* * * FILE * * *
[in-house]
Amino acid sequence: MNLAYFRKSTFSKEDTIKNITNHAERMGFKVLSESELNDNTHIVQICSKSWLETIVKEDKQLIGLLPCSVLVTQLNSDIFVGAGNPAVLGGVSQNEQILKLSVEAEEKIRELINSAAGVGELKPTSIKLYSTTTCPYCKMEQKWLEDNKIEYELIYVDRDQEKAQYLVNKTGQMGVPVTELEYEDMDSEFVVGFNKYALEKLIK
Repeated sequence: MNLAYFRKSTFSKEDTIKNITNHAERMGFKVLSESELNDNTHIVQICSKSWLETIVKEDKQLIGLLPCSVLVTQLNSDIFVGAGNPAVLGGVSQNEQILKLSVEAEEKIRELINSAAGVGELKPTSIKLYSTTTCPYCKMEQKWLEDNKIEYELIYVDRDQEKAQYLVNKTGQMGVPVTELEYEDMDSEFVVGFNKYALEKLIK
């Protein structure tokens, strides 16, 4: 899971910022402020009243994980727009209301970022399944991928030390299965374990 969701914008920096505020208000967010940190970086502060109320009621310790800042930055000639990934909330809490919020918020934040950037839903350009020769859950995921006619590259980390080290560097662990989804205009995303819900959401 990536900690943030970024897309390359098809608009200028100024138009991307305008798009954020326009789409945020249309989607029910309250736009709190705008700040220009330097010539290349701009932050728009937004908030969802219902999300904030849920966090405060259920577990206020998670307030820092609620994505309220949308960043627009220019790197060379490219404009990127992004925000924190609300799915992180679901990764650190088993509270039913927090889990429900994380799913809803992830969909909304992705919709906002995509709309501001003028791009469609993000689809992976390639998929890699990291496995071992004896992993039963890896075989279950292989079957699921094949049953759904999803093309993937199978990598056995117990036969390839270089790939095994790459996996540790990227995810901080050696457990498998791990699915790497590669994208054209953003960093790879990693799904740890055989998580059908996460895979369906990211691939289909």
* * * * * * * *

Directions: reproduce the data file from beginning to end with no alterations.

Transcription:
[in-house]
Amino acid sequence: MNLAYFRKSTFSKEDTIKNITNHAERMGFKVLSESELNDNTHIVQICSKSWLETIVKEDKQLIGLLPCSVLVTQLNSDIFVGAGNPAVLGGVSQNEQILKLSVEAEEKIRELINSAAGVGELKPTSIKLYSTTTCPYCKMEQKWLEDNKIEYELIYVDRDQEKAQYLVNKTGQMGVPVTELEYEDMDSEFVVGFNKYALEKLIK
Repeated sequence: MNLAYFRKSTFSKEDTIKNITNHAERMGFKVLSESELNDNTHIVQICSKSWLETIVKEDKQLIGLLPCSVLVTQLNSDIFVGAGNPAVLGGVSQNEQILKLSVEAEEKIRELINSAAGVGELKPTSIKLYSTTTCPYCKMEQKWLEDNKIEYELIYVDRDQEKAQYLVNKTGQMGVPVTELEYEDMDSEFVVGFNKYALEKLIK
């Protein structure tokens, strides 16, 4: 899971910022402020009243994980727009209301970022399944991928030390299965374990 969701914008920096505020208000967010940190970086502060109320009621310790800042930055000639990934909330809490919020918020934040950037839903350009020769859950995921006619590259980390080290560097662990989804205009995303819900959401 990536900690943030970024897309390359098809608009200028100024138009991307305008798009954020326009789409945020249309989607029910309250736009709190705008700040220009330097010539290349701009932050728009937004908030969802219902999300904030849920966090405060259920577990206020998670307030820092609620994505309220949308960043627009220019790197060379490219404009990127992004925000924190609300799915992180679901990764650190088993509270039913927090889990429900994380799913809803992830969909909304992705919709906002995509709309501001003028791009469609993000689809992976390639998929890699990291496995071992004896992993039963890896075989279950292989079957699921094949049953759904999803093309993937199978990598056995117990036969390839270089790939095994790459996996540790990227995810901080050696457990498998791990699915790497590669994208054209953003960093790879990693799904740890055989998580059908996460895979369906990211691939289909």